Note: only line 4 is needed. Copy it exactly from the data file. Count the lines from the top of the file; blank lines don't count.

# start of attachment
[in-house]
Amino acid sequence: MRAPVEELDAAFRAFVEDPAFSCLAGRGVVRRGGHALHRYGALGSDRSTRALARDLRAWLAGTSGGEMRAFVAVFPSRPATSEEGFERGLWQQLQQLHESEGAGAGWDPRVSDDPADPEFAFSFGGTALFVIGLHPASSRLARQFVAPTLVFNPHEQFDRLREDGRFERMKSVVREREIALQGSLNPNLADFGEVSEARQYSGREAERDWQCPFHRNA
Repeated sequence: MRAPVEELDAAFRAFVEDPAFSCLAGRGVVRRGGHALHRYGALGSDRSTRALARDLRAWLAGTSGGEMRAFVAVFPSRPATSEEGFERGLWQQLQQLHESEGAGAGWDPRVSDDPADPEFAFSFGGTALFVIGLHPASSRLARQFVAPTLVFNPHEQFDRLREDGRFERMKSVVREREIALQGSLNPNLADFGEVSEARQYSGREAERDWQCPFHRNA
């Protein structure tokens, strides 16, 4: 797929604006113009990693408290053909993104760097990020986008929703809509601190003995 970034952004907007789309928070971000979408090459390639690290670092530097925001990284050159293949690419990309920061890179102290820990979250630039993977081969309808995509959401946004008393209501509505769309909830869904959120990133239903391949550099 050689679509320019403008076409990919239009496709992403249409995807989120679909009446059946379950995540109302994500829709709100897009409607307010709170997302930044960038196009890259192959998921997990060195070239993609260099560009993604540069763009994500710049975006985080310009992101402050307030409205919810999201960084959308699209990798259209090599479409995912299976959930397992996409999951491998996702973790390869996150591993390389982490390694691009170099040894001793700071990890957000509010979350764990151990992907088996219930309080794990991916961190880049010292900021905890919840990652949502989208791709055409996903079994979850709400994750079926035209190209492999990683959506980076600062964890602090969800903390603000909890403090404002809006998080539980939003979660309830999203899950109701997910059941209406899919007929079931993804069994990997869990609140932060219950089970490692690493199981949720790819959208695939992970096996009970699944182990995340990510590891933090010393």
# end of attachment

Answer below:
């Protein structure tokens, strides 16, 4: 797929604006113009990693408290053909993104760097990020986008929703809509601190003995 970034952004907007789309928070971000979408090459390639690290670092530097925001990284050159293949690419990309920061890179102290820990979250630039993977081969309808995509959401946004008393209501509505769309909830869904959120990133239903391949550099 050689679509320019403008076409990919239009496709992403249409995807989120679909009446059946379950995540109302994500829709709100897009409607307010709170997302930044960038196009890259192959998921997990060195070239993609260099560009993604540069763009994500710049975006985080310009992101402050307030409205919810999201960084959308699209990798259209090599479409995912299976959930397992996409999951491998996702973790390869996150591993390389982490390694691009170099040894001793700071990890957000509010979350764990151990992907088996219930309080794990991916961190880049010292900021905890919840990652949502989208791709055409996903079994979850709400994750079926035209190209492999990683959506980076600062964890602090969800903390603000909890403090404002809006998080539980939003979660309830999203899950109701997910059941209406899919007929079931993804069994990997869990609140932060219950089970490692690493199981949720790819959208695939992970096996009970699944182990995340990510590891933090010393």